Even if the Chinese could cross it, whoevers coming out of the Volga basin to contest it will have many advantages as a) the agricultural and technological package will be vastly more adapted to the conditions as they already live in siberia lite b) the have much smaller geographic barriers and the siberain river routes are excellent for east-west movement whilst shit for north-south c) its not even further away -Krasnoyarsk is a close to Moscow as it is to Beijing, d) siberias best starter trade good - furs, are in much higher demand in chilly europe.

    Whilst China holding to the Amur Basin and Mongolia is perfectly feasible, them competeing with the Russians for Siberia is very much not, necessitating a PoD of removing a united Russian polity and China gaining a very loose suzerainity over a underused northern region.
     
    Clement Yang likes this.
  8. rcduggan 大元帅

    Joined:
    Jul 7, 2007
    Location:
    New England Democratic Republic
    We've discussed this before, and the general conclusion was that China has no impetus to expand into Siberia. What of value is in Siberia, beyond a few thousand nomadic tribesmen? AFAIK there is nothing in Siberia that 17th-century China could not obtain via trade. So the Qing dynasty has nothing to gain by expanding to the north.
     
  9. virgulino Active Member

    Joined:
    Oct 25, 2008
    Location:
    Brazil
    Where are the butterflies anyway? President Obama would still be elected the President of the USA?
     
  10. tallwingedgoat Well-Known Member

    Joined:
    Sep 30, 2007
    But the Lake Baikal area is decent land, perfectly worthwhile. The Chinese may not have the means to do it, but the Manchus, Mongols did.
    Manchuria and Mongolia are not so different from Siberia in climate. The Manchu led Qing empire therefore did posses the technological ability to colonize. I also disagree that the Siberian rivers would prove disadvantages, as they all run from south to north, making colonization from the south easier than from the west. As far as fur goes, the Chinese were big buyers of Russian fur. Many Russian Siberian towns existed only to trade with the Chinese.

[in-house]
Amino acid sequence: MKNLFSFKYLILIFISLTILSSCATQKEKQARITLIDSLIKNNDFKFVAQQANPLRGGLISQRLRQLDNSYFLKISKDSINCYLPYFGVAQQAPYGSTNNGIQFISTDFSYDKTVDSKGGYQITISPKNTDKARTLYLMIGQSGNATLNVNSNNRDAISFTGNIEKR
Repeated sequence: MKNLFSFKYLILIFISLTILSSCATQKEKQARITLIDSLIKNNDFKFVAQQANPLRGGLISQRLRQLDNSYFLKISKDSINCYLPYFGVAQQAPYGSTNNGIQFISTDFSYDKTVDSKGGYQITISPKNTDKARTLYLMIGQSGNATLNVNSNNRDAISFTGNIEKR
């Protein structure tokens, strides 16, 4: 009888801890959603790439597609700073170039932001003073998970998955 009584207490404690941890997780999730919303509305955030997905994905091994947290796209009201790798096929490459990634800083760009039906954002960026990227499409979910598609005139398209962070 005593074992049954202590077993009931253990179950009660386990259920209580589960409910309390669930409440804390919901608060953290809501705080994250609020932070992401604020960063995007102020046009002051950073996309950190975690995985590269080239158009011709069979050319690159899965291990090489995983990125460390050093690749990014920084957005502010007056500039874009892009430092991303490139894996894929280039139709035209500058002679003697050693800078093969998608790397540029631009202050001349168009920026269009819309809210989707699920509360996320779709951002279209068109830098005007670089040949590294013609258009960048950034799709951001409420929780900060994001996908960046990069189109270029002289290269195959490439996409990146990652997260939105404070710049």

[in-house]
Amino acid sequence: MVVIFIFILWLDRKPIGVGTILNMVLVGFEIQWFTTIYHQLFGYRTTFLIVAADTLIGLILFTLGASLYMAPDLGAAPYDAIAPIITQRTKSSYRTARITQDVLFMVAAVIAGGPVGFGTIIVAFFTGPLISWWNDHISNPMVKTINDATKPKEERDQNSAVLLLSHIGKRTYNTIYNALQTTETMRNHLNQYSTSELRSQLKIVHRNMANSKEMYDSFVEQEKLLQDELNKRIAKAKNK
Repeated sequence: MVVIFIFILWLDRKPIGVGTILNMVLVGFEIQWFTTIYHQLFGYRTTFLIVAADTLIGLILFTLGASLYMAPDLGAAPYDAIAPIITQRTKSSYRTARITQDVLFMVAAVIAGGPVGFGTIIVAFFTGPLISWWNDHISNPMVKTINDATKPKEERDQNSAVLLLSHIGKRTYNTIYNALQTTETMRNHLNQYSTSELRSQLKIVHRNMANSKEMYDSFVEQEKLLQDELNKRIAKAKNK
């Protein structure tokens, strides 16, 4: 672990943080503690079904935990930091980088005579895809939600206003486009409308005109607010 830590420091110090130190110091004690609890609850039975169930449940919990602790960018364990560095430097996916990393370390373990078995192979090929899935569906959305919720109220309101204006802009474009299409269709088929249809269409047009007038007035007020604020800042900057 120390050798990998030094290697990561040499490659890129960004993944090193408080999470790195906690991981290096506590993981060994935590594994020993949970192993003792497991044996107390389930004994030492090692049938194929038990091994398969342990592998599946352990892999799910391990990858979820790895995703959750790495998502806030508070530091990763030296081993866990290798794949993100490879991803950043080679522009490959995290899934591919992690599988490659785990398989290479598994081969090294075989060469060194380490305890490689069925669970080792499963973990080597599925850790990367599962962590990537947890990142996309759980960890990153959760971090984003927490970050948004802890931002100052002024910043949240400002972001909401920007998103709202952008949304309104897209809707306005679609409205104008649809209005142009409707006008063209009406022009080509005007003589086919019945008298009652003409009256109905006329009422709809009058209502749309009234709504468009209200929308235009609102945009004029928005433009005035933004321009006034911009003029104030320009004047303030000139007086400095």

The physical barriers are considerable however. Napoleon said of the three barriers, mountains, rivers, and deserts that make natural national borders, mountains make minor obstacles while deserts are the most problematic. The Ural mountains was Russia's barrier to overcome, while the Gobi desert was in China's way to Siberia.

    Historically the Ming was not in the least bit interested in Siberia. It's the Manchus that were expansionist and prized fur. However by the time the Manchus were in a position to expand north the Russians were already firmly entrenched and it wasn't worth the effort to dislodge them just for the fur trade. The Treaty of Nurchinsk was the result of Manchu-Russian border conflicts and resulted in mutual accomodation.

    For the Qing dynasty to take Siberia away from the Russians in the 17th century would require either a later arrival of Russians or a militarily stronger and more aggressive Qing empire.
     
    Last edited: Jul 11, 2009
  11. Abdul Hadi Pasha Banned

    Joined:
    Jan 7, 2004
    Location:
    Pacifica (Now with 6 CVNs!)
    Also, the "thin habitable strip" may appear that way if you look at a population map, but there is a "chicken and egg" situation there. The population is thicker along the Trans-Siberian rail line because the Trans-Siberian rail line is there. If it weren't, I'm not sure many Russian colonists would have preferred to move there.

    Distance isn't necessarily a barrier to political control, nor is proximity a benefit - as you've pointed out, it's much more practicable to control Siberia from Moscow than it is from Beijing. The Golden Horde is a pretty impressive demonstration, if a bit of a backwards one.